“Living in a world that wasn’t made for you makes you pretty strong and adaptive, and you find the fun in it,” says Alex Lahey. “It also makes you realize how absurd everything is. With ‘The Answer Is Always Yes,’ I wanted to get weird because the world is weird, and it’s even weirder when you realize you don’t fit into it all the time.” View more
It’s no secret that the world wasn’t built with most people in mind. For those who exist on the fringe, you learn to pave your own way,
“Living in a world that wasn’t made for you makes you pretty strong and adaptive, and you find the fun in it,” says Alex Lahey. “It also makes you realize how absurd everything is. With ‘The Answer Is Always Yes,’ I wanted to get weird because the world is weird, and it’s even weirder when you realize you don’t fit into it all the time.”
It’s no secret that the world wasn’t built with most people in mind. For those who exist on the fringe, you learn to pave your own way, foster your own community, and create your own joy. As a queer person and a daughter of migrants, Lahey learned how to adapt to a world that wasn’t made for her, and her third album, The Answer Is Always Yes, examines how she finds comfort in the discomfort, whether it’s reveling in absurdity or turning towards exploration.
Lahey’s debut album I Love You Like a Brother and its 2019 follow-up The Best of Luck Club take their focus from the lens of relationships, but with The Answer Is Always Yes, Lahey analyzes her otherness through different lenses, from its isolating effect to the surrealism and humor it instills.
“Congratulations” is about the strange experience of having two exes get married separately in a short time span, “The Sky Is Melting” revels in the chaos of consuming too many weed gummies, and the title track jokes about the immortality complex of hybrid drivers. Lahey also delves into intense experiences on tracks like “Permanent,” which juxtaposes the accelerating gentrification of her native Melbourne with the regression she felt while living in her childhood home during the pandemic, or “They Wouldn’t Let Me In,” Lahey’s first song mining the depths of her queer teenage years.
“All these kids around me were kissing and dating and having those formative experiences and talking about them with each other, and I felt so on the fringe because I didn’t fit into that,” Lahey says of the track. “When I was growing up, there was no exposure to queerness, or certainly queer joy, in media. When you can’t see that, you don’t really know what your life’s gonna look like. And especially when you’re a teenager, for me, I was like, ‘Am I ever gonna get laid?’”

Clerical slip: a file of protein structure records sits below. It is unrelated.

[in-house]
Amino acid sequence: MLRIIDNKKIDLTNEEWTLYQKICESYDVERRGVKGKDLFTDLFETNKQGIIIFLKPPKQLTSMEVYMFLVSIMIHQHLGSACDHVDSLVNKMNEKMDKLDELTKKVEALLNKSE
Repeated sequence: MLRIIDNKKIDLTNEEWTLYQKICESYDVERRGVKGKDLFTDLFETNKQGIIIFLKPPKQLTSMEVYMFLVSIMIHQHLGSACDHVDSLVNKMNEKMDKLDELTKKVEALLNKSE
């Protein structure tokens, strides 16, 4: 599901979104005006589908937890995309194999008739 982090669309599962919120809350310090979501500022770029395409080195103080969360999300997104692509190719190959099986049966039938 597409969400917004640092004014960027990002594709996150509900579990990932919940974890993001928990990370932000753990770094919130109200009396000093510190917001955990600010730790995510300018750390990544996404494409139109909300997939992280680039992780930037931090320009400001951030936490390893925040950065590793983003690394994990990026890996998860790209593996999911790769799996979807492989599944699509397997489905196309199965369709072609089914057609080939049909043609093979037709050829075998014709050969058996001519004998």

Just as Lahey learned to reimagine the world around her, the music of The Answer Is Always Yes is also the product of reimagination. After making a name for herself with heartfelt, witty, and energizing indie rock songs, Lahey felt she had accrued tried and true songwriting tricks. Instead of resting on her laurels, Lahey took a risk by inviting other writers and producers into the early stages of her creative process for the first time. With touring on hold indefinitely, Lahey didn’t have a strict deadline to finish the album, which lent plenty of time for writing sessions with the likes of Jacknife Lee (U2, Snow Patrol) and others. The result is not only Lahey’s most collaborative album yet, but also the most dynamic and surprising.
“I’ve made two records doing it all by myself and now I’ve proved to myself that I can do it,” Lahey says. “But it was also at a point where I was like, ‘If I do that again, I kind of know what it’s gonna sound like’ and I don’t think I’m interested in that right now. And I think is great because it refreshes your process, and if you are focused enough, you come out with something that sounds like you, but elevated.”
On The Answer Is Always Yes, Lahey’s fun-loving rock has found new vessels, like the Sheryl Crow-esque country-pop of “Good Time,” the breathless punk of “They Wouldn’t Let Me In,” and the ambitious, synth-tinged stadium rock of the title track. Fans will recognize Lahey’s signature sincerity and driving guitar lines, but there’s also a newfound melodic vulnerability, with Lahey shooting from the hip and achieving sky-high hooks and heartrending balladry. Songs like “Makes Me Sick” and “Shit Talkin’” evoke Liz Phair’s effervescent late-career pop, while “The Sky is Melting” and “Permanent” recall the gutsy, wounds-and-all melodies of Julien Baker.
Both as a proud fringe dweller and an artist, Lahey has witnessed the benefits of taking risks and experimenting, and The Answer Is Always Yes — whose title has become a mantra for her — is living proof. “I feel like if you’re saying yes and you’re exploring, you’re always moving,” Lahey says. “That’s the part of life that I’m in right now. I just don’t wanna stop.”